The Colorado Office of the State Auditor, a state agency responsibly for checking facets of government, today released the first of two reports that shows the Medical Marijuana Enforcement Division has failed to fully implement its mission to regulate and enforce in a variety of ways.
"The Division has not adequately defined the oversight activities it must perform," the report concluded, "or determined the resources it need to implement the regulatory system envisioned by the General Assembly to oversee Colorado's emerging medical marijuana industry."
In a press release, the Medical Marijuana Industry Group says the state needs to do as good a job with compliance as the business owners it sometimes hammers on.
"The [MMIG] calls upon the state to properly fund the enforcement division responsible for oversight of the medical marijuana industry," says Michael Elliott, the group's executive director, in the release. "The responsible business owners who are members of MMIG are doing their part to make sure the system works. Our members follow the law and expect state officials to give the Medical Marijuana Enforcement Division the budget it needs to ensure proper enforcement. We want more inspectors and oversight of the industry."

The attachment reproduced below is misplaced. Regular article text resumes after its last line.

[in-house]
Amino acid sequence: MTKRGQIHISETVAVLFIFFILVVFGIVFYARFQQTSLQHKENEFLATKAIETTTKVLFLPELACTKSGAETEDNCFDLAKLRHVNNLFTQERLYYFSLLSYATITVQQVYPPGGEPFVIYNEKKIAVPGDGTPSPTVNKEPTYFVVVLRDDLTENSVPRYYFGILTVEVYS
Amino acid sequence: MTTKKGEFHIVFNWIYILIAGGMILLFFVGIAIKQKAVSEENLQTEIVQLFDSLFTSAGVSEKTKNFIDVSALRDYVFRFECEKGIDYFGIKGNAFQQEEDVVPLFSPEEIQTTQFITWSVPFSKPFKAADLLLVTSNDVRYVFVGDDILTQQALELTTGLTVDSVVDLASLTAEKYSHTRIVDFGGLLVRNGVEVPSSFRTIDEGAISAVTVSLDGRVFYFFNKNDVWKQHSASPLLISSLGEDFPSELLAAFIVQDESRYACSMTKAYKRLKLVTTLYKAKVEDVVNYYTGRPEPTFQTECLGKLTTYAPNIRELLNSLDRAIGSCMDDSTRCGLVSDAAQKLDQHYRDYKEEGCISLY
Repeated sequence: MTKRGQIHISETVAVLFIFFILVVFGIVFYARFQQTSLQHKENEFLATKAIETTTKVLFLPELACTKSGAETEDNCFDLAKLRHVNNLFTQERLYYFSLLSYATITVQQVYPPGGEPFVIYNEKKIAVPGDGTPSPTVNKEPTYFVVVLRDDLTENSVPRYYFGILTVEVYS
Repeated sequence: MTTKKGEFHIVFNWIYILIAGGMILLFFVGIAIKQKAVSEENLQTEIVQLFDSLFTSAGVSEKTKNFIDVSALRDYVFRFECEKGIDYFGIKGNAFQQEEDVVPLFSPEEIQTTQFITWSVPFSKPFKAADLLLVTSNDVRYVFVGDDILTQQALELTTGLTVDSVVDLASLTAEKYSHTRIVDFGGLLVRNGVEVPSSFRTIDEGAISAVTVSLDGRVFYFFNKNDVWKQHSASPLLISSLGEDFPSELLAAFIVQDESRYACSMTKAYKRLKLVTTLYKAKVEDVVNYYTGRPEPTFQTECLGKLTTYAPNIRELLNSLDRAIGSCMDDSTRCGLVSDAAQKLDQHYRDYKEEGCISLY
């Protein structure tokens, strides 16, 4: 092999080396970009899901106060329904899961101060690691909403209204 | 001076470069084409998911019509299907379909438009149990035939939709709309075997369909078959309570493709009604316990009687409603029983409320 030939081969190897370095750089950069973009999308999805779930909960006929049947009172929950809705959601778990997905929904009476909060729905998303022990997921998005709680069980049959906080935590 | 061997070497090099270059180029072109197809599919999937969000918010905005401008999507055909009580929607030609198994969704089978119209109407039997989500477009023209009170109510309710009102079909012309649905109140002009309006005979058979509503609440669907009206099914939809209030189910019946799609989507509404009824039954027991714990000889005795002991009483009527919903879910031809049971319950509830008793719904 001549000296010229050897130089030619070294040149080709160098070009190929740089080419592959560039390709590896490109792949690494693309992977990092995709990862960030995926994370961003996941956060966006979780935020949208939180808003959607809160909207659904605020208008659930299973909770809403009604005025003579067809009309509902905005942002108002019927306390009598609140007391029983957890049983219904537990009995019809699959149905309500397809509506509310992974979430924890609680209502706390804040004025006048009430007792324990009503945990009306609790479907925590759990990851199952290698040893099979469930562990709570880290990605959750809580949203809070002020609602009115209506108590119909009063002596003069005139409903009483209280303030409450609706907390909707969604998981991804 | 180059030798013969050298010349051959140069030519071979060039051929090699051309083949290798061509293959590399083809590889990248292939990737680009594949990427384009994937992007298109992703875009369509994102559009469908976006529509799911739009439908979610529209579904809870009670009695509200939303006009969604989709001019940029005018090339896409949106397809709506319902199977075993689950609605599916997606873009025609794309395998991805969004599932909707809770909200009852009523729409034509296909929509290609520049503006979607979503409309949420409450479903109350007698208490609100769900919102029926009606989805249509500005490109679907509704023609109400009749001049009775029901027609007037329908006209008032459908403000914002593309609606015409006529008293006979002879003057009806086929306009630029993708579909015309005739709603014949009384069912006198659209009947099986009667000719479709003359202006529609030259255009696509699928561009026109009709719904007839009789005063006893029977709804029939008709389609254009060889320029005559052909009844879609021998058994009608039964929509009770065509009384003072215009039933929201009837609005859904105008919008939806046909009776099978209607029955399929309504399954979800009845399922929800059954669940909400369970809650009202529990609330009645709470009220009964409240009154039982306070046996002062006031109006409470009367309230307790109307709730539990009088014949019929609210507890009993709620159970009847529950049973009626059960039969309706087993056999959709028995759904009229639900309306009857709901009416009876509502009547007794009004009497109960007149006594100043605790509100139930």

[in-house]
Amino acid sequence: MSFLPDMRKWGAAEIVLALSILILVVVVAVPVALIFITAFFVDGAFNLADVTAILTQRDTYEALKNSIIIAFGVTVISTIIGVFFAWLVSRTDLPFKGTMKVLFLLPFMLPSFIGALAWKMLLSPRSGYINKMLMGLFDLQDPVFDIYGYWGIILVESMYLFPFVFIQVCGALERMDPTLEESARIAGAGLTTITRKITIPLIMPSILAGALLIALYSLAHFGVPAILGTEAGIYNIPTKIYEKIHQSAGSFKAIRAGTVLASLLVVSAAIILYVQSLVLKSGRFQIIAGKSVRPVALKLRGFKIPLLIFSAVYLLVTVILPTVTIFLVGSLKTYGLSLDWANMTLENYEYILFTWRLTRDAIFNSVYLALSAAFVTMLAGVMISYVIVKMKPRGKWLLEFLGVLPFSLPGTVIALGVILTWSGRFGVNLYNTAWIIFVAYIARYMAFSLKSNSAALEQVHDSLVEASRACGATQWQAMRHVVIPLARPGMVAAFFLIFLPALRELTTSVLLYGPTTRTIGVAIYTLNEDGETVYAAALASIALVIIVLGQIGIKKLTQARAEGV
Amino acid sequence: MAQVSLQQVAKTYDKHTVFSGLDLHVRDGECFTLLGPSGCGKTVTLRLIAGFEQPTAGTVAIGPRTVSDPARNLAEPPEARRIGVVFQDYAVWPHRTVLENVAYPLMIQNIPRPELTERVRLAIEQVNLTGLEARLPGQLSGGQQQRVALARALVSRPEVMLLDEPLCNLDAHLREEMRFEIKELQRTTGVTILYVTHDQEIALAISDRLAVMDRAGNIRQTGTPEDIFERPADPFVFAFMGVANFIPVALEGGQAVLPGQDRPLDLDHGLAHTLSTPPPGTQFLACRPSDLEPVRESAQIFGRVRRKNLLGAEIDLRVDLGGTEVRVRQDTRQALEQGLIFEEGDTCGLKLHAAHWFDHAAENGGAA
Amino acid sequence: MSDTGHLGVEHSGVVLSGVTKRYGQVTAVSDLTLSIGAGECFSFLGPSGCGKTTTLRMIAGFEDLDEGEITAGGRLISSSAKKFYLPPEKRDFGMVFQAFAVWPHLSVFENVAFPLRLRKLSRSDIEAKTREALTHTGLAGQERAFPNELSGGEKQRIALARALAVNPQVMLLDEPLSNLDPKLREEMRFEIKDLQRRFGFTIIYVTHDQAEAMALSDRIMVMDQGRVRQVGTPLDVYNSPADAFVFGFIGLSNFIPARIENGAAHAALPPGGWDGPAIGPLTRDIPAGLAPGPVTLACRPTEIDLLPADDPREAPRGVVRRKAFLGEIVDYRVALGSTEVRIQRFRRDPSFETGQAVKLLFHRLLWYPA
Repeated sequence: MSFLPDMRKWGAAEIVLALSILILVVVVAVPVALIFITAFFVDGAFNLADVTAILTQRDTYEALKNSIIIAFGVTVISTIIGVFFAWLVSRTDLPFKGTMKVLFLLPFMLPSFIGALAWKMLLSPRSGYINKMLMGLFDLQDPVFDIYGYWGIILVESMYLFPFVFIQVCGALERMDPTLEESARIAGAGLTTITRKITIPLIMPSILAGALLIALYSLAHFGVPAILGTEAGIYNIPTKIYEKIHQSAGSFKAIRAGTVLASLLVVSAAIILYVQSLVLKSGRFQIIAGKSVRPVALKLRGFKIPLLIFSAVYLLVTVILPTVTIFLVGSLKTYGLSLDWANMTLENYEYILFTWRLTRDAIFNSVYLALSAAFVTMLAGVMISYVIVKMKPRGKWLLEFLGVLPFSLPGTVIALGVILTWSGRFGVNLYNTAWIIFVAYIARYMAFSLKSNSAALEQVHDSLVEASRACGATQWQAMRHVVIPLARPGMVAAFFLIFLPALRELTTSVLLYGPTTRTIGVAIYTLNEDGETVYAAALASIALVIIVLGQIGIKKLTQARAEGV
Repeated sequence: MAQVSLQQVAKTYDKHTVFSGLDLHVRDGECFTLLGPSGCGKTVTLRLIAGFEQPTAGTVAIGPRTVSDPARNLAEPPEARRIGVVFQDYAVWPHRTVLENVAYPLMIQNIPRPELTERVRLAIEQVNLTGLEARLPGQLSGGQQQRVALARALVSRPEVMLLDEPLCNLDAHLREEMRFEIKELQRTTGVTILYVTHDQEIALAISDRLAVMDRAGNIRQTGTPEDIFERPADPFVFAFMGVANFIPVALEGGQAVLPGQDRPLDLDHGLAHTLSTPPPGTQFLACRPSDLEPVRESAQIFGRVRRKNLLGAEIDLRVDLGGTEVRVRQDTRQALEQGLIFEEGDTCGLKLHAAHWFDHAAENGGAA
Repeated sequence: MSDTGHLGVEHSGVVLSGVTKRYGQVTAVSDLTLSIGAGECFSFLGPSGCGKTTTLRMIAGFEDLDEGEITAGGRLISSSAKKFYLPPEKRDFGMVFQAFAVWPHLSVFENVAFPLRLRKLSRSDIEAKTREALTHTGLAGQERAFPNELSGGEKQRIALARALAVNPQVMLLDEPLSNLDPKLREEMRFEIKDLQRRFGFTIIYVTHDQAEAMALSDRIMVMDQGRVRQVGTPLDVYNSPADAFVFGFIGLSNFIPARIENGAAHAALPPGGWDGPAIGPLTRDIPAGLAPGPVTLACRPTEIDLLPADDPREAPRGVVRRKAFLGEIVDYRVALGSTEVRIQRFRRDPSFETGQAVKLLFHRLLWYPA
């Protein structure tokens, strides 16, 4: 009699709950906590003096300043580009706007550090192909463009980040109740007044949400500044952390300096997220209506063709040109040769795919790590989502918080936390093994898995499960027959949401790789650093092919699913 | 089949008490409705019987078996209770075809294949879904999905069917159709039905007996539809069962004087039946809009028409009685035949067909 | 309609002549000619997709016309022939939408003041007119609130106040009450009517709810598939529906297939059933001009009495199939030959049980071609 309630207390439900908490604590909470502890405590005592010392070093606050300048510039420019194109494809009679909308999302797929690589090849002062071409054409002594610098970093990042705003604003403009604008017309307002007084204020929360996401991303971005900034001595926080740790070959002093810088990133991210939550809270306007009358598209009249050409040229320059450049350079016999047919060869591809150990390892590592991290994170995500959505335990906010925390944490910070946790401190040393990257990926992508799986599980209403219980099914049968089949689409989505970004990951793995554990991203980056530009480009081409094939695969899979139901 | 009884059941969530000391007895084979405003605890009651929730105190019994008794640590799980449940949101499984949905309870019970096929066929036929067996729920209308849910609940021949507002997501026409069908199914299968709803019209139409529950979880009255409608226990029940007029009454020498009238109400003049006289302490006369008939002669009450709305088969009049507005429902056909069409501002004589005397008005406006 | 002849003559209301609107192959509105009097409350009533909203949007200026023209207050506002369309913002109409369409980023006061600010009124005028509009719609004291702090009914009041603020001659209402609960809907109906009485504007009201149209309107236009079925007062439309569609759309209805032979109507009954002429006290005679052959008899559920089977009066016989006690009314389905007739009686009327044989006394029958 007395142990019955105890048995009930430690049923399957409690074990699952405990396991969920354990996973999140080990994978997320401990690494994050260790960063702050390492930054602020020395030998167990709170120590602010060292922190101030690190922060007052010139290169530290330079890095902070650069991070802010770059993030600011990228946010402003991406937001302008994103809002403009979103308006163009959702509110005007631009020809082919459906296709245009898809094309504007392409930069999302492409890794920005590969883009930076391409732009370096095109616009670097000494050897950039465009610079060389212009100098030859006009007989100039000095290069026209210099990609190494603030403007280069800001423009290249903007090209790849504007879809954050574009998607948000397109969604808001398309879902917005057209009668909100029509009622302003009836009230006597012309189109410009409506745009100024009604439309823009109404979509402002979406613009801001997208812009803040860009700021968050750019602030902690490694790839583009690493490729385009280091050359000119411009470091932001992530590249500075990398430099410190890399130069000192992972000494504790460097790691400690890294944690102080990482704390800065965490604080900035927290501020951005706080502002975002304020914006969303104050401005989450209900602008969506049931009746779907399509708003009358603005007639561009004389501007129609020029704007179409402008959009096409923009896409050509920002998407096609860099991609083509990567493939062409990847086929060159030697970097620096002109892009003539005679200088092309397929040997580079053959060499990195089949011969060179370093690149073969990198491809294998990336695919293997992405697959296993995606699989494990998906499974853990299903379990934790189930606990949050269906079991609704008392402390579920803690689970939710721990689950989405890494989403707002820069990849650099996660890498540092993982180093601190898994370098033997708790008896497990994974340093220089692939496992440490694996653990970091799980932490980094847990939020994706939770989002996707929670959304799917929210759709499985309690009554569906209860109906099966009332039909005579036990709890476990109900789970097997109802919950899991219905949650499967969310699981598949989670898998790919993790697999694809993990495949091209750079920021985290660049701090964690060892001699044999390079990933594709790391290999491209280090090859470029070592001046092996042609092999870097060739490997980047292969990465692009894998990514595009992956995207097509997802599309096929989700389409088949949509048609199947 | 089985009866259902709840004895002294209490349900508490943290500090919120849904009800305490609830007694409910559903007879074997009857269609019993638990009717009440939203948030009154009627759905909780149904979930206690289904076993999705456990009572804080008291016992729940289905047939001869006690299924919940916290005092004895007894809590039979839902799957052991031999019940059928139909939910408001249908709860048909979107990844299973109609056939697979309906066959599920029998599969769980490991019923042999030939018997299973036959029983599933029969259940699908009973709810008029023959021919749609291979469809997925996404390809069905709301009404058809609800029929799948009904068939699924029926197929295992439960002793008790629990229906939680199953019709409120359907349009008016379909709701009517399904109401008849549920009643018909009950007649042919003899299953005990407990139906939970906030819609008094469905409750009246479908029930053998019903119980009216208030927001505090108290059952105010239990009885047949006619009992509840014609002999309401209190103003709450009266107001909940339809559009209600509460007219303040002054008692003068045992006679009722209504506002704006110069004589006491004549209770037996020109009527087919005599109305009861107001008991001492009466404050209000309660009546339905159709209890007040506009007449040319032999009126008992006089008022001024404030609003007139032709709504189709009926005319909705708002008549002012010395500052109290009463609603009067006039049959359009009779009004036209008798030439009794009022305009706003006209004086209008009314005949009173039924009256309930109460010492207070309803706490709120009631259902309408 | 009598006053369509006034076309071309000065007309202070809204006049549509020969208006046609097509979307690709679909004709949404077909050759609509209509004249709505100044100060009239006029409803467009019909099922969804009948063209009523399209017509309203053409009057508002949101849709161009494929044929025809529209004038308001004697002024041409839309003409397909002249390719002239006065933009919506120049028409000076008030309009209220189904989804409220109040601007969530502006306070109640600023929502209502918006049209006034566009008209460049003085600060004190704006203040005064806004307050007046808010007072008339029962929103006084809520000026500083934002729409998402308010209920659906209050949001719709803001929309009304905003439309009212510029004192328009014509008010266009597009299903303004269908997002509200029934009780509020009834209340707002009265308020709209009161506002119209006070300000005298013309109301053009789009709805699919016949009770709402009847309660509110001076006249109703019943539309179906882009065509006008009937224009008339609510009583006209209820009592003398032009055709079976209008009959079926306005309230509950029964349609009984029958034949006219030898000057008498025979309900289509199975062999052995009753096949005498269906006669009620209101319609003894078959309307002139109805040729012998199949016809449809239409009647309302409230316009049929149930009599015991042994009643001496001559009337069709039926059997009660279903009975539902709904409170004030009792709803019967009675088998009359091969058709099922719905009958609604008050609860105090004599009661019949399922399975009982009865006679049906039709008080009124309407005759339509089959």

The Associated Press had one Colorado legislator's reaction to the news:
"We can't move forward unless we have a baseline. We have a baseline now," said Barbara Brohl, head of the Department of Revenue, which oversees the MMED. She assured lawmakers hearing the audit, "When we come back here in one year, this will be significantly different."
Brohl pointed out significant staff turnover in the MMED, which has to lay off a majority of its staff because of budget shortfalls. Her argument got a sharp response from Sen. Lois Tochtrop, D-Thornton.
"It's not an excuse," Tochtrop said. "You have guidelines, by statute and by rule, and they should be followed."